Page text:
John Curtice's blog

Today’s co-ordinated statements by George Osborne, Ed Balls and Danny Alexander that they are not willing to contemplate the prospect of an independent Scotland forming a monetary union with the rest of the UK is probably the most dramatic intervention yet by the No side in the referendum campaign.  Their intention is to make it clear that such a possibility will be off the table irrespective of the outcome of the next UK general election in 2015. But will this prove a decisive move in the battle to win voters’ hearts and minds?

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John Curtice reviews the polls. He finds that most indicators continue to suggest that the verdict will be No and argues that although the debate will range far and wide in the coming months, the victory will ultimately go to the side that presents the most convincing economic argument. This blog was republished from LSE British Politics and Policy blog.

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by John Curtice, ESRC Fellow and  ScotCen Social Research

To have a prospect of being a ‘game changer’, at least so far as the balance of public opinion is concerned, the independence White Paper needed to have hit two buttons.

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Posts by this author:

On the face of it Labour’s proposals for more devolution would appear to fall well short of what might be required to convince voters that a No vote would be followed by the kind of enhanced devolution that a majority of people in Scotland would apparently like to see. In recent years the Scottish... Read more
Post type: Blog entry
Today’s co-ordinated statements by George Osborne, Ed Balls and Danny Alexander that they are not willing to contemplate the prospect of an independent Scotland forming a monetary union with the rest of the UK is probably the most dramatic intervention yet by the No side in the referendum campaign.... Read more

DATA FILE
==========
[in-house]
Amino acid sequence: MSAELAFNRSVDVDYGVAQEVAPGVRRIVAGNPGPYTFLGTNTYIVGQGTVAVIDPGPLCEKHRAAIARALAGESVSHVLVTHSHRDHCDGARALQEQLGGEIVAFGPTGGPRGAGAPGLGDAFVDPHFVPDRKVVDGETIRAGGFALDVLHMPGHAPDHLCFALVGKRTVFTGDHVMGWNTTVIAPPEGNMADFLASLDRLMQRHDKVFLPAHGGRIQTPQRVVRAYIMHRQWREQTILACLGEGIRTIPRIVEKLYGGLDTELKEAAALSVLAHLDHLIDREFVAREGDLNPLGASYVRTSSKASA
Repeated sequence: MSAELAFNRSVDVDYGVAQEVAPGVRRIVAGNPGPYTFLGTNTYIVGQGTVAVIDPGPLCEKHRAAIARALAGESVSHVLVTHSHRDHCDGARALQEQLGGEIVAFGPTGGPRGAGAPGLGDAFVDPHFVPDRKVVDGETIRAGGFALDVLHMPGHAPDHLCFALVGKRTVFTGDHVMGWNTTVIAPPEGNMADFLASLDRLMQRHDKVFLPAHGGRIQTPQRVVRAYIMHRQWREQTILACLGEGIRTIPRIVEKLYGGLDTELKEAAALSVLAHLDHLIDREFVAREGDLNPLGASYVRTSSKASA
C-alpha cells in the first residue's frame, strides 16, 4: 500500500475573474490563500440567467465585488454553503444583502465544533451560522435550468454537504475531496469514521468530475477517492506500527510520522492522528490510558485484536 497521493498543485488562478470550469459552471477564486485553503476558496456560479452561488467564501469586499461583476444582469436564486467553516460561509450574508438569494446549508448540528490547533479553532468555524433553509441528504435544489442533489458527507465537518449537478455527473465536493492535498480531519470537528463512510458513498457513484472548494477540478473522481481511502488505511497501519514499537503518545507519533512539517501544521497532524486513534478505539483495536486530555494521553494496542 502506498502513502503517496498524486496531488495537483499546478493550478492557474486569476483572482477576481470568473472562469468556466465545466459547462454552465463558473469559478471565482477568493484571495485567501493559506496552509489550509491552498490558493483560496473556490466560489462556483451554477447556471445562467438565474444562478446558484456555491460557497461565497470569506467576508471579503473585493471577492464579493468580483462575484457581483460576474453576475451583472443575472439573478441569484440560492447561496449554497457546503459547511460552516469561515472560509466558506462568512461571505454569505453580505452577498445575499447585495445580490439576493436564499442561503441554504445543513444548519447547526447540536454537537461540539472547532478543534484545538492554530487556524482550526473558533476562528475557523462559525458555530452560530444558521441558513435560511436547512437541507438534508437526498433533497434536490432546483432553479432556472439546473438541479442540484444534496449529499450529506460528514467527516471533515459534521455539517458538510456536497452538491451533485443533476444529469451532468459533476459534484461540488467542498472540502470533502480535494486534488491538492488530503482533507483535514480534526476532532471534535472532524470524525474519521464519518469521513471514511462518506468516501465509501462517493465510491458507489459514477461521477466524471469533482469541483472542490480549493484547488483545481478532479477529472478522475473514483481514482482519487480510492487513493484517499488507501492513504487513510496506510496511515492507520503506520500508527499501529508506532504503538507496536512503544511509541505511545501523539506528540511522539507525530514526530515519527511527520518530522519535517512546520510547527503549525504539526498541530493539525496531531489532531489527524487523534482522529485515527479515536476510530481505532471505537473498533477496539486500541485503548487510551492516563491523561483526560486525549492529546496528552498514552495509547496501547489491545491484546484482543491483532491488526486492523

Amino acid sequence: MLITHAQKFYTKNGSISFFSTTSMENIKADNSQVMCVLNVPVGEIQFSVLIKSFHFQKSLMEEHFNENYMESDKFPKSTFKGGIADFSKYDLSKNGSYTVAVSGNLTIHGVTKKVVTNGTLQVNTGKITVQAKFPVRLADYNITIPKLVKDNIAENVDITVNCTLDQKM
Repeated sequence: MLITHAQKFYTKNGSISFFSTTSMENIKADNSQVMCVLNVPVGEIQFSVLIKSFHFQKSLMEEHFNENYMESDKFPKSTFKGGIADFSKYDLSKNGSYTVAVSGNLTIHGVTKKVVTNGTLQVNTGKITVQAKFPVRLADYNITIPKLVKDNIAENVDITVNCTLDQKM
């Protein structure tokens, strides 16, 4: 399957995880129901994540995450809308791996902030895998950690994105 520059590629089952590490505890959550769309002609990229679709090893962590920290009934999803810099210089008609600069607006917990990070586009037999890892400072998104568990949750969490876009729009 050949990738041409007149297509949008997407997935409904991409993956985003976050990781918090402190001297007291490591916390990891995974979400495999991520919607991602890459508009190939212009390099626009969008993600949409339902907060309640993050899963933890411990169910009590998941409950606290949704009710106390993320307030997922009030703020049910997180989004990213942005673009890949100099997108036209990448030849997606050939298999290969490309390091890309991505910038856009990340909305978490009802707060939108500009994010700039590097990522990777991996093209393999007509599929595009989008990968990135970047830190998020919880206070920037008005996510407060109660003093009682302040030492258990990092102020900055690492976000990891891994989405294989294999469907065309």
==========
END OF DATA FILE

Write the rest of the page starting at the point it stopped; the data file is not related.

Post type: Blog entry
This blog was republished from the Guardian, Thursday 30 January 2014 Economists tell us that the question of which currency to use is the most important financial decision that an independent state has to make. Meanwhile, whether or not they think independence would make Scotland more or less pros... Read more
Post type: Blog entry
John Curtice reviews the polls. He finds that most indicators continue to suggest that the verdict will be No and argues that although the debate will range far and wide in the coming months, the victory will ultimately go to the side that presents the most convincing economic argument. This blog w... Read more
Post type: Blog entry
by John Curtice, ESRC Fellow and  ScotCen Social Research To have a prospect of being a ‘game changer’, at least so far as the balance of public opinion is concerned, the independence White Paper needed to have hit two buttons. First it had to convince voters that they and their country would be ec... Read more
Post type: Blog entry
The publication this week of the Scottish Government’s White Paper on Independence is arguably the most important development in the referendum campaign so far. It is intended to answer the public’s questions about what independence would entail – and to persuade them of the merits of a Yes vote. ... Read more
Post type: Blog entry
In theory this week’s SNP conference is a chance for a party in power to take stock at the mid-point of its current term in office. It should be able to look back with some satisfaction at polls that still largely put the party ahead in Scottish Parliament vote intentions and look forward with opti... Read more
Post type: Blog entry
As measured by Father Time at least, we have now reached the half way mark in the referendum campaign.  It is just over twelve months since the two ‘official’ referendum campaigns, Better Together and Yes Scotland, were launched. And it is just over twelve months to polling day on 18th September 20... Read more
Post type: Blog entry
Now that the date of the independence referendum has been announced, the debate about Scotland’s constitutional future is in full swing. It is proving to be a strongly contested affair. But how deep are the differences and divisions within the Scottish public on this subject? Do different sections... Read more
Post type: Research briefings

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